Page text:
Although Philip Dacey initially nursed the ambition of becoming a novelist, he early realized that his talent was better adapted to a considerably shorter form. His poetry is often marked by a witty approach to those most personal of matters, love and sex. Even so, some of the sensibility of the novelist can be detected in his preoccupation with historical figures, who become major characters in his poems. Many of his quasi-biographical yet imaginative poems have focused on Gerard Manley Hopkins and Walt Whitman. He has also turned his eye toward painter Thomas Eakins.
In his poetry, Dacey has consistently pursued an interest in poetic form. This focus may have helped him overcome difficulties he has faced in establishing his personal voice as a poet. Many of his works have suffered from an incomplete command of tone, especially noticeable when he takes a more humorous approach to his subjects.
His greatest accomplishments have tended to fall within two distinct areas. His early, somewhat haphazard pursuit of a poetry of sexuality and love has matured through the years into a more reflective approach to personal matters, as represented by such works as “North Broadway & Grand.” His imaginative poems, taking the point of view of such characters as Whitman and Hopkins, often seem to spring from the same font of inspiration as these more overtly personal poems.
Distinct from these are Dacey’s works of a more purely imaginative nature, in which accidents of phraseology or the incongruities of contemporary life have inspired poems of a nearly absurdist nature. The accidents and incongruities serve as the building blocks of a fabricated, artificial reality, as in the poems “The Shopping List,” “Four Men in a Car,” and “Serenade.” These works immediately and unabashedly reveal themselves to the reader as artifice and display Dacey’s talent for witty and entertaining verse.
Dacey’s 1977 Pushcart Prize-winning poem “The Sleep,” a delicately balanced poem about the sexual act, approaches its subject through evocation rather than description: “The limbs begin to believe in their gravity./ The dark age of faith begins, a god below/ Draws down the body, he wants it/ And we are flattered.” In the last of its three sections, the poem compares the point of sexual climax with a kind of departure. “Already we are forgetting/ Where we were/ And left from.” Despite being a poem about so intense an experience, the language of the poem has a flattened and perhaps even melancholy feel to it. This may suit the poem’s secondary subject, for it is also a poem offered in memory of poet Anne Sexton.
The Man with Red Suspenders
The reflective and highly personal poem “North Broadway & Grand” acts as a preface to The Man with Red Suspenders. Also a memorial, it is addressed to Dacey’s brother Owen, who was “the Dancing Policeman of St. Louis,” and to the memory of their late sister Joan. The poet immediately connects the strands of their separate lives in the opening lines: “O, when she died/ he was the traffic cop/ again.” The poet describes Owen as being present, at least symbolically, at Joan’s death:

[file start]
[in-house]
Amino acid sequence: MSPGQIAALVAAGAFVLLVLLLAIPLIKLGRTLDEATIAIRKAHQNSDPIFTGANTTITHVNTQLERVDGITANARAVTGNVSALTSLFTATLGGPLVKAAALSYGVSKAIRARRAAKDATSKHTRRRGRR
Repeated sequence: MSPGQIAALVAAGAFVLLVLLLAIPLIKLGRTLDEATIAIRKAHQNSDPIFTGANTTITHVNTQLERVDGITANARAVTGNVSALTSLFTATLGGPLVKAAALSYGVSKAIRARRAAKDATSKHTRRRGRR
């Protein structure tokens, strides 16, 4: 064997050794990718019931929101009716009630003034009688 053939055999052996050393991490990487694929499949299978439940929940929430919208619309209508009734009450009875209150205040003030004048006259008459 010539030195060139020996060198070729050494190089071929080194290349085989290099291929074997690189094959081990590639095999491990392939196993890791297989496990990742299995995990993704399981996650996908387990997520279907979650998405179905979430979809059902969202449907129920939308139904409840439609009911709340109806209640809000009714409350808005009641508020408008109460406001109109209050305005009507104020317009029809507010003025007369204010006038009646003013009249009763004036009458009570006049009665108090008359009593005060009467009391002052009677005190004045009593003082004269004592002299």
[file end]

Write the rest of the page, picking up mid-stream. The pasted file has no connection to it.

only this time he was there at the crossroads to lead her home, his sister, through the deepening dark, no light but that of his presence
The poem ends with what seems to be an official statement of Owen’s abilities as traffic cop: He could direct moving traffic at the city’s worst intersection, where even traffic-guidance machines had failed before him. The poet ascribes Owen’s unusual success to a purely human element.
Put Dacey in. And the human touch eased the knot, jam, block, and everyone got home safe, everyone.
“North Broadway & Grand” is a poem of reassurance, offering a vision of a loved one’s death eased by the “human touch.”
Numerous poems in The Man with Red Suspenders owe more to imagination than to experience, and often seem to play more on shallow expectation than worldly wisdom. “The Hitchhiker” speaks from the point of view of a figure apparently intent on being sheerly contrary: “If you are light,/ I am dark./ If you are clean/ I have grease/ on my knapsack.” The short lines emphasize the brittle tension created by the intrusion of an unwanted presence in a private car. At the end of the poem, the discomfort prevails, for the hitchhiker switches places with the driver.
In “Dialing a Wrong Number,” Dacey creates a second-person figure, possibly a male, who has found himself talking with the wrong person on the telephone, despite having taken precautions against this: “You know you have dialed/ the right number./ You were careful.” The person who answers is both the wrong person and the right one: “She says she gets nothing these days/ but wrong numbers/ and has come to need them.” The unintended connection becomes, by the end of the poem, yet another hoped-for connection that may never happen again.
“The Shopping List” takes a more decisive step toward imaginary circumstances. The first-person speaker of the poem is immersed in a dreamlike experience, in which he cannot make the items on his shopping list correspond to the items he takes off the shelf. The reader comes to presume the speaker is male because of what he finds when he turns: “I U-turn into the next/ aisle and find women on display,/ parts and whole,/ frozen or fresh.” When he makes this turn, not only the store but his shopping list, too, changes. “Now every item/ refers to women./ My mother is on the list/ and...
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